By lex, on January 8th, 2005
Which is a sea story, combining a few of the exquisite luxuries of shipboard life, with some elemental discussion of the steam cycle.
Because I don’t think it’s been done, before.
The first thing you have to understand is that Guilt is the flip side of Duty.
And in the Navy we understand both concepts all too well. Duty of course, is what drives our daily existence – I have duty today, you might say. Or, I must do my duty. And, Duty calls. Do your duty in all things, R.E. Lee advised – you cannot do more, you should never wish to do less.
And off you go, or else you get walloped over the head with the wooden spoon of guilt.
My mother had been raised Catholic, so she understood intuitively where to find the cracks and fissures in that union of soul and self wherein to place the psychic levers of guilt. Although her marriage to my Baptist father had resulted in my own compromise initiation into the mysteries of the Episcopal church (“Catholic lite – all the ceremony, none of the guilt”), my attendance at a Catholic high school ensured that the grounds of my consciousness were a fertile place for the seeds of the Navy’s own brand of guilt culture to make their purchase.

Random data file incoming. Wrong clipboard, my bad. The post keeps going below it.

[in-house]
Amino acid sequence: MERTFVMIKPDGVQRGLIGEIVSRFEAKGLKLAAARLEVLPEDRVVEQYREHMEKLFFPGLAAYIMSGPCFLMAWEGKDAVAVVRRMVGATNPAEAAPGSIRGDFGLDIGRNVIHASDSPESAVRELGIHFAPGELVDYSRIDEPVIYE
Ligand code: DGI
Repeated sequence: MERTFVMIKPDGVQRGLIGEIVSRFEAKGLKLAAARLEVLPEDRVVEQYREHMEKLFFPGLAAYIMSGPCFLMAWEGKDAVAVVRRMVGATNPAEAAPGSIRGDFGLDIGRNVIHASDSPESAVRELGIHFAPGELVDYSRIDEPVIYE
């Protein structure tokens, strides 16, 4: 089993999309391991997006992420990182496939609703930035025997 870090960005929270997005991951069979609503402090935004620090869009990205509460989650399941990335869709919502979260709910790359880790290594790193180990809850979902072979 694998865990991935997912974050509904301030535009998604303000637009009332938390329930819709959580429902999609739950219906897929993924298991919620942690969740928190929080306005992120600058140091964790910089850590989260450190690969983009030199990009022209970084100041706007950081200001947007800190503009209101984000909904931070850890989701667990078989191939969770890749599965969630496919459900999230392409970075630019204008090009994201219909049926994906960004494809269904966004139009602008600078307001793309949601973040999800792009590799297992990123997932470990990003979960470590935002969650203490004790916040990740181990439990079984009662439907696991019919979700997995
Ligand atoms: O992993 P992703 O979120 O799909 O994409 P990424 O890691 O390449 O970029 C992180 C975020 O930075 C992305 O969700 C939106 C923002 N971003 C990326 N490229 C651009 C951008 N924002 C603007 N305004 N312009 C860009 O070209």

My first fleet deployments were aboard the USS Constellation and USS Independence. They were steam ships, driven by eight massive, diesel fuel (marine) driven boilers – the Nimitz class super-carriers which now make up over 80% of our inventory, with their nuclear power-driven steam turbines, were still regarded as something of an innovation when I joined the fleet.